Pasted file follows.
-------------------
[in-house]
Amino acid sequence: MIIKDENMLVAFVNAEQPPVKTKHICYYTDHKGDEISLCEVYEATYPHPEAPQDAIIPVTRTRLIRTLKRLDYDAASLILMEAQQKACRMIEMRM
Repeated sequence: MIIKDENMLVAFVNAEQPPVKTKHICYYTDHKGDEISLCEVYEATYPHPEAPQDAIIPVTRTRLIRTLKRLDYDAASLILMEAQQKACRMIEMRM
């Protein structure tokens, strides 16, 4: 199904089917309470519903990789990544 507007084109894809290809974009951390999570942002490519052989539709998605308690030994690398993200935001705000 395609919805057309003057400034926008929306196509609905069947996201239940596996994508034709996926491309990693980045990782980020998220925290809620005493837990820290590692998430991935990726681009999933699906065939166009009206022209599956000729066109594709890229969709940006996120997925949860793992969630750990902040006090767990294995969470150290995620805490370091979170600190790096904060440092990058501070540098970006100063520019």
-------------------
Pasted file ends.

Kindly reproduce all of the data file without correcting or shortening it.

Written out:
[in-house]
Amino acid sequence: MIIKDENMLVAFVNAEQPPVKTKHICYYTDHKGDEISLCEVYEATYPHPEAPQDAIIPVTRTRLIRTLKRLDYDAASLILMEAQQKACRMIEMRM
Repeated sequence: MIIKDENMLVAFVNAEQPPVKTKHICYYTDHKGDEISLCEVYEATYPHPEAPQDAIIPVTRTRLIRTLKRLDYDAASLILMEAQQKACRMIEMRM
């Protein structure tokens, strides 16, 4: 199904089917309470519903990789990544 507007084109894809290809974009951390999570942002490519052989539709998605308690030994690398993200935001705000 395609919805057309003057400034926008929306196509609905069947996201239940596996994508034709996926491309990693980045990782980020998220925290809620005493837990820290590692998430991935990726681009999933699906065939166009009206022209599956000729066109594709890229969709940006996120997925949860793992969630750990902040006090767990294995969470150290995620805490370091979170600190790096904060440092990058501070540098970006100063520019």